17 Nov 2012

Dark Knight Rises review

[Editors Note: This article was written by Ranti on the 29th of July, when our work-study program was   still in the incubator phase. Being posted now so it counts towards Ranti's work-study submissions. Thx] 

Eight years after a memorable clash with Heath Ledger’s The Joker, Batman (Christian Bale) is back in the cape and eye make-up for Christopher Nolan’s finale to one of the most memorable superhero trilogies in modern day cinema. Tended to patiently by ever loyal Alfred Pennyworth (Michael Caine), Bruce Wayne has sunk into a hermitic lifestyle after taking the fall for Harvey Dent’s crimes as Two-face, a noble deed which has numerous criminals behind bars and off the streets of now peaceful Gotham City. However, a new threat, in the form of menacing and formidable villain Bane (Tom Hardy) arises, Wayne must don the mask to protect Gotham once again.

The film begins in a grandiose manner, featuring a plane hijacking, and the kidnap of a nuclear scientist set to composer Hans Zimmer’s percussion-heavy score. Commissioner Gordon (Gary Oldman) is dealing with the guilt of silence while Harvey Dent is celebrated as a martyr. Anne Hathaway makes a splendid entrance
as Selina Kyle, a mercurial burglar with the morals of an alley cat and allegiances liable to spin on a dime. She is the act to watch out for in the movie, her caustic wit and feline slink made more eminent in between Christian Bale’s immovable scowl and Tom Hardy’s synthesized spiel. Inception stars Marion Cotillard and Joseph Gordon-Levitt appear as Miranda Tate and John Blake. Tate is a graceful and amiable member of the Wayne Enterprises board who takes charge when Bruce’s neglect and the antics of avaricious Daggett, who recruits Bane for a Stock Exchange heist, run the company bankrupt. John Blake is a smart, tenacious, rookie cop.

Despite its length (165 minutes), this movie manages to demand rapt attention from a viewer for its entire duration, helped by strategically placed action scenes, which are properly acted out, and not ostentatious. Drama however makes up for most of the storyline as the movie deals with several themes. Several, however, may translate to one too many, as it deals with pain, angst, deception and even politics. By cutting off access to the outside world, and crumbling the society’s law and order system, Bane transforms Gotham into a dystopian jungle where prisoners roam free and the lower and middle classes turn on the unprotected elite. Despite several debatable plot holes, the three movies in the trilogy are woven together by dexterous screen-writing, the end result being a tapestry that tells of hope in the face of despair and how the firm moral principles of one vigilante can result in momentous change.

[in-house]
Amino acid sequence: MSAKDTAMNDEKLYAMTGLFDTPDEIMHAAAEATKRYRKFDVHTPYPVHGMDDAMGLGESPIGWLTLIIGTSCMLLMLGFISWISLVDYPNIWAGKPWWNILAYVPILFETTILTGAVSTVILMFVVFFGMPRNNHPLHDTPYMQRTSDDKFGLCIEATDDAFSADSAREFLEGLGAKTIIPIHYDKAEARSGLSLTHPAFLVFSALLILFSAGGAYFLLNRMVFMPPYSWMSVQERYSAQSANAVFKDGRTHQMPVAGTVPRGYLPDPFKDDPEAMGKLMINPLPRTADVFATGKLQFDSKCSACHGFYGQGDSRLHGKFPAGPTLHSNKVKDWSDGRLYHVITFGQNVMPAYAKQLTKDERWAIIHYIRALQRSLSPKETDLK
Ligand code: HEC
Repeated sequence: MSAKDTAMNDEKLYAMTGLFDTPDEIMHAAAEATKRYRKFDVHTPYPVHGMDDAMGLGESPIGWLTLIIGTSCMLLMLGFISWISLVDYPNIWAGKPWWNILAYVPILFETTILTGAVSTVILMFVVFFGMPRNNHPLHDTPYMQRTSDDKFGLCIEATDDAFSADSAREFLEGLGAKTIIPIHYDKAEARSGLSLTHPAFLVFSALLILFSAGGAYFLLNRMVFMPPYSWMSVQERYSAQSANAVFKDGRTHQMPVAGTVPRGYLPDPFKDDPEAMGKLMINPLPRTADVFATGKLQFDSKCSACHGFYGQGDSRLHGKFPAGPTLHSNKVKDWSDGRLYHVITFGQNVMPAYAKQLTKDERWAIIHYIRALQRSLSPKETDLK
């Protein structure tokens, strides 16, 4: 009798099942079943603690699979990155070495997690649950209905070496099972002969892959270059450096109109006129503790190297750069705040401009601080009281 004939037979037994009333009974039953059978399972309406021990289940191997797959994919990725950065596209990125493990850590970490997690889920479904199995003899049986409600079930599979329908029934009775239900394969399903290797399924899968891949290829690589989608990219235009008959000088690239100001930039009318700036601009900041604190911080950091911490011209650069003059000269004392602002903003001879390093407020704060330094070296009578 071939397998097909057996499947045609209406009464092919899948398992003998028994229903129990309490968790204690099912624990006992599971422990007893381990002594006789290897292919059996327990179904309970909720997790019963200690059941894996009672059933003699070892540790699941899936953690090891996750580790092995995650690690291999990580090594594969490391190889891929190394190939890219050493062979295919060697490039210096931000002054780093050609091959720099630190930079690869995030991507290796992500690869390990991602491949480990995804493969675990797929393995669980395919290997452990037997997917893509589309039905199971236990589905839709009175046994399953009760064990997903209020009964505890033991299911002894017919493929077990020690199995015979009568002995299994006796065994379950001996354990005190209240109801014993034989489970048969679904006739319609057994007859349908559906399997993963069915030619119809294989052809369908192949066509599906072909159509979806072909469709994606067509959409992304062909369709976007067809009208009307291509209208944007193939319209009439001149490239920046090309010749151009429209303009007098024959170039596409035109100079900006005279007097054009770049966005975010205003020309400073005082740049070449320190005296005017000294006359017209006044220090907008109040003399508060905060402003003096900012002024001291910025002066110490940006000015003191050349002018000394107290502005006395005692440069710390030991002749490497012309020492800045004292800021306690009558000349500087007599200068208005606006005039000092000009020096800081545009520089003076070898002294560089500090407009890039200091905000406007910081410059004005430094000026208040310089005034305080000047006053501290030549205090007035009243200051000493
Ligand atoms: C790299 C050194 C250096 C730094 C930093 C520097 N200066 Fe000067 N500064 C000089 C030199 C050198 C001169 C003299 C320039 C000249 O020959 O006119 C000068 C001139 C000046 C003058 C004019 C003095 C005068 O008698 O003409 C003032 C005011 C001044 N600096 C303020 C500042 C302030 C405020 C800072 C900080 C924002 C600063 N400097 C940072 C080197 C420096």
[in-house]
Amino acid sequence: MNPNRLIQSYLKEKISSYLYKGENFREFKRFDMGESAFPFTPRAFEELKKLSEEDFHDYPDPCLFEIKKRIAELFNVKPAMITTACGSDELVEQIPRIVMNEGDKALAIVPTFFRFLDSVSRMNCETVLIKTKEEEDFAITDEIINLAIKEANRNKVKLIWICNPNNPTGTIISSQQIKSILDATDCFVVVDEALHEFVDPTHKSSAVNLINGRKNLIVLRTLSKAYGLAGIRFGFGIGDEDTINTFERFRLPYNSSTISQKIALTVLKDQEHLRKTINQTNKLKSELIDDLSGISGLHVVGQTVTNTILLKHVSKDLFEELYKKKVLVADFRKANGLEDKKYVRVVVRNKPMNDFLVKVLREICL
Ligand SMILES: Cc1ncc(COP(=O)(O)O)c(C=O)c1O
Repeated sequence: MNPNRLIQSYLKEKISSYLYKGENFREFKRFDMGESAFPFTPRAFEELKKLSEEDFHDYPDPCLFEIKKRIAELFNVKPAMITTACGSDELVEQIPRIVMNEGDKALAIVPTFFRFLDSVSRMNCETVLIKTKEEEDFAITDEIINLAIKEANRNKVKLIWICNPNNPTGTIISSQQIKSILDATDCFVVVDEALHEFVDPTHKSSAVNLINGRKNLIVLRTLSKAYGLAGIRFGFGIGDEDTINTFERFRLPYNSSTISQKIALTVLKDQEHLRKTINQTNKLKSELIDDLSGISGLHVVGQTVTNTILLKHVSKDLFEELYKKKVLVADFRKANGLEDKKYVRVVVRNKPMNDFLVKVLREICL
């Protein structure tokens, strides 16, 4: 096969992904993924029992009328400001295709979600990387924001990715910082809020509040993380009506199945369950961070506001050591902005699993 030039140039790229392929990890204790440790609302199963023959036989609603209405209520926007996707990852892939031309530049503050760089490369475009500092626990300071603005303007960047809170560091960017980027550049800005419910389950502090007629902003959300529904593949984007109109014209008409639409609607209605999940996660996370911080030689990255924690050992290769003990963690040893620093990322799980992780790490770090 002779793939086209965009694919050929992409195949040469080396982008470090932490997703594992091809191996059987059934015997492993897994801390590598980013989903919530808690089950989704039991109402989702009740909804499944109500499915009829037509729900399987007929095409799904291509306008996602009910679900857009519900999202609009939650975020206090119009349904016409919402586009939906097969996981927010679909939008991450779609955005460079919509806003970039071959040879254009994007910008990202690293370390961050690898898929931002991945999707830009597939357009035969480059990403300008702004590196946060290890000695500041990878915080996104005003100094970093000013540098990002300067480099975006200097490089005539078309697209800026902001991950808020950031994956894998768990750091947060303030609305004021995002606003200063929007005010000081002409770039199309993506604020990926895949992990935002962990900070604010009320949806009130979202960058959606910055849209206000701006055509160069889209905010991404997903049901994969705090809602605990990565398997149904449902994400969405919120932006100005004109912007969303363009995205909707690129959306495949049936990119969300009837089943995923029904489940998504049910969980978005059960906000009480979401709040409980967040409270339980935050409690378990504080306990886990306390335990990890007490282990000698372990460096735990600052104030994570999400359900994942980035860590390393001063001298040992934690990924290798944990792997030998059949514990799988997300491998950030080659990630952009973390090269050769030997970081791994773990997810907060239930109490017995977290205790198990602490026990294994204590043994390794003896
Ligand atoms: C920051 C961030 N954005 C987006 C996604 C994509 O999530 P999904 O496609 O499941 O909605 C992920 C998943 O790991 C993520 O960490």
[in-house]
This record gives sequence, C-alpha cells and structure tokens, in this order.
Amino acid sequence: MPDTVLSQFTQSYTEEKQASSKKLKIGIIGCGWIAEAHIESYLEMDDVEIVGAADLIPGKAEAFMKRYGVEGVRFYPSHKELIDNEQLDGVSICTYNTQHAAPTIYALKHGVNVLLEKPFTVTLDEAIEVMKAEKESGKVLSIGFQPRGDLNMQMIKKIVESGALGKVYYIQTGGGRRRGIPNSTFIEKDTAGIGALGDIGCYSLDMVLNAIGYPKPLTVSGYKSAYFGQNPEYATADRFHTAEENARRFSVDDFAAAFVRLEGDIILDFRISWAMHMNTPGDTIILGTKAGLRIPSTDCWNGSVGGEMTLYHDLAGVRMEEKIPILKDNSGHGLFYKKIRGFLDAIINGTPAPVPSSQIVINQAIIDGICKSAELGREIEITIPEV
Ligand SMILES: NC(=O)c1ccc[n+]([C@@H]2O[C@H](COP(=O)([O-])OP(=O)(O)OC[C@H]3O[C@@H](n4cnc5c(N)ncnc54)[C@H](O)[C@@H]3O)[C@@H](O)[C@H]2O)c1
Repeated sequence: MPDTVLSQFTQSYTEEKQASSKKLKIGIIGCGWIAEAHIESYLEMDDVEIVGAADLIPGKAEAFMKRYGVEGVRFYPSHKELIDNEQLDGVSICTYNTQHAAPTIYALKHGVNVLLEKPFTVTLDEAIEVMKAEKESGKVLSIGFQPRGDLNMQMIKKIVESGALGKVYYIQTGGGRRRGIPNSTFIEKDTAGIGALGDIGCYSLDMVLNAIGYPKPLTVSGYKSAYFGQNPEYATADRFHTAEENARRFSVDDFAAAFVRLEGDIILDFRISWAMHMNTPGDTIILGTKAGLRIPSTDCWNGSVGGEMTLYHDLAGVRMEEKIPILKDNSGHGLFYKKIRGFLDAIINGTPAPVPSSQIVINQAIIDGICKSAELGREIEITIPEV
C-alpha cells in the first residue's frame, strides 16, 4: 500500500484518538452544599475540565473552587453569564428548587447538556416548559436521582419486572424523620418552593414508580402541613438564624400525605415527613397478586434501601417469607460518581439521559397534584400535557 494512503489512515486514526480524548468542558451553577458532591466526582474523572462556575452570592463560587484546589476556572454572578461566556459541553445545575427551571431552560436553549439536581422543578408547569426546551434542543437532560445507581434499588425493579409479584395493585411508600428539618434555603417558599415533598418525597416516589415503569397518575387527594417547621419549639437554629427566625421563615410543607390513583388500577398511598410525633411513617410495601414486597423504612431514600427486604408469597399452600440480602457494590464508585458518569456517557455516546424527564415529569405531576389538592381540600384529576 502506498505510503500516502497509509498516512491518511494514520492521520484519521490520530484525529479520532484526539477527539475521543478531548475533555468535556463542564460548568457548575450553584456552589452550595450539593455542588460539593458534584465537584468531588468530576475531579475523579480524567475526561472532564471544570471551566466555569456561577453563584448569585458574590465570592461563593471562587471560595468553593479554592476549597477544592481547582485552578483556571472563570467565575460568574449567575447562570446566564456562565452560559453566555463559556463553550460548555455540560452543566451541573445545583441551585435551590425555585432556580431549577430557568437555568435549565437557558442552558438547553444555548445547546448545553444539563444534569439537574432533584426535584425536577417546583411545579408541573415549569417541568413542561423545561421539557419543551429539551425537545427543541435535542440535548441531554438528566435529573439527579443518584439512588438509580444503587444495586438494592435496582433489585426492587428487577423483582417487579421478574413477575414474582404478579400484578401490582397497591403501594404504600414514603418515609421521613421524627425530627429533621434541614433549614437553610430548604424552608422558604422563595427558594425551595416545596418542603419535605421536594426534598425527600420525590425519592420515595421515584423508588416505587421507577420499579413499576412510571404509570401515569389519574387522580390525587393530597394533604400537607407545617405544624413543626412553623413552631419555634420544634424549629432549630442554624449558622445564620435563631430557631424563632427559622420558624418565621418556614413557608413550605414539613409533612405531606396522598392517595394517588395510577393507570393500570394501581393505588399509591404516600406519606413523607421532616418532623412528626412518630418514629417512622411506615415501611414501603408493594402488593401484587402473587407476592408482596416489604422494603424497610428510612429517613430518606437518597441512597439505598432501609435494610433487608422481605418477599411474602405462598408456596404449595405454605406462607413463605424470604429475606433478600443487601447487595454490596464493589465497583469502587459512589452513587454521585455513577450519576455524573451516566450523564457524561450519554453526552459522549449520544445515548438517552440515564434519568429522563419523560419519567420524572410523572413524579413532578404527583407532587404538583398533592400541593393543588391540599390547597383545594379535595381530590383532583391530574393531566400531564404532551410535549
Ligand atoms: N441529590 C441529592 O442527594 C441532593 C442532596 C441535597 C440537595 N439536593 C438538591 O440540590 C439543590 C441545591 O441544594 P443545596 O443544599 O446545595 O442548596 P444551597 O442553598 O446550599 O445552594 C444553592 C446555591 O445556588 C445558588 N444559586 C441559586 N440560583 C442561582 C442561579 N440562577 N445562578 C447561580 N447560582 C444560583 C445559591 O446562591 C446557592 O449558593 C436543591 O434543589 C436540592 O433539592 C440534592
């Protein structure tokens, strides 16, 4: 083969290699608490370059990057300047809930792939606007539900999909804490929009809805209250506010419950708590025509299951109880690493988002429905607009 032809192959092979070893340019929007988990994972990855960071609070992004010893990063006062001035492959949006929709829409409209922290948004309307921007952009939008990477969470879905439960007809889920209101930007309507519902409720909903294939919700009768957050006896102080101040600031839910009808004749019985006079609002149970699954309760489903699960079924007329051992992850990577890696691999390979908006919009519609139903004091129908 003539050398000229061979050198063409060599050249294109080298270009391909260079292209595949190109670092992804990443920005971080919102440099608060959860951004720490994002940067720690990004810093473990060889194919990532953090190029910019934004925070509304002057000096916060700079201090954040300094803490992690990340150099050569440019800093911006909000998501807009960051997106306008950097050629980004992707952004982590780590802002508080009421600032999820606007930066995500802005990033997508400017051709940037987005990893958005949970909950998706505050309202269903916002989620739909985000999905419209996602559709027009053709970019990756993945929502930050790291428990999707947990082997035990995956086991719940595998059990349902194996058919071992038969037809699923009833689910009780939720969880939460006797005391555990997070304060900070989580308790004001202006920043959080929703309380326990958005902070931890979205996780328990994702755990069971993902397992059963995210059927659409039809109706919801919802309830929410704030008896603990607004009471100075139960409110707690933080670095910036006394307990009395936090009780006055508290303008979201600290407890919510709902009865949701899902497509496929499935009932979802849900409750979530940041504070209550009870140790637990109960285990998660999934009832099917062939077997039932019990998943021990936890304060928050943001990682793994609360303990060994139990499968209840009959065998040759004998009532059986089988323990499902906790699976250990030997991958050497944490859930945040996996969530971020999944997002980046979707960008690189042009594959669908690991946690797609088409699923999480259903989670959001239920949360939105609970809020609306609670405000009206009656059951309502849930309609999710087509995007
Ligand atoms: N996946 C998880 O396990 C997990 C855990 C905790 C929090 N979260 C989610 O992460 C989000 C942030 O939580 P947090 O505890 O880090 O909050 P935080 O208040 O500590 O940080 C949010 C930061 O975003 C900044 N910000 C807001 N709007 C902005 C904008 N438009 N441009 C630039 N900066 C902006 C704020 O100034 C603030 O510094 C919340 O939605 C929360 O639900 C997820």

The movie, although gripping, overreaches in its gloom, and at some points begins to seem like a rather portentous affair. Although the realism of the trilogy has been its unique touch, it becomes easy to forget that it is still centered on a troubled billionaire who runs around at night fighting villains in tights and a cape. Bane physically domineers with malevolent screen presence in a mask that resembles an arachnid clinging to his face, and makes him sound like Darth Vader on life support, muffling out most of his dialogue. A scene where Batman and Bane have an argument becomes a battle of the synths and the statements between them are reduced to animalistic rumbling. Also Batman has the least presence in his own movie, just like in TheDark Knight, where The Joker, played by Heath Ledger in the performance of alifetime, stole the show completely. In this installment, he pales once again and Catwoman and Bane become the characters easily most noticed.

What is probably the most anticipated movie of the year delivers despite these minor flaws and has increasingly accumulating box office numbers to show for it, scoring 2nd highest midnight grossing of alltime. Nolan’s adroit artistry and attention to detail are showcased brilliantly, and although I personally have distaste for hype, Nolan’s is well deserved, and he is becoming a force to reckon with. The Dark Knight Rises is definitely a must-watch and comparisons are already being drawn to its predecessor, The Dark Knight and the other superhero blockbuster of this year, The Avengers. One thing is certain, The Dark Knight Rises is an amazing movie in its own right, a tone perfect conclusion to a wonderful trilogy, and it will be interesting to see what future directors of the Batman franchise would bring to the table to clear the high bar set by Christopher Nolan.

Movie Rating 8.5/10

The Dark Knight Rises review
by Ranti
2012 9JEducation.org work-study

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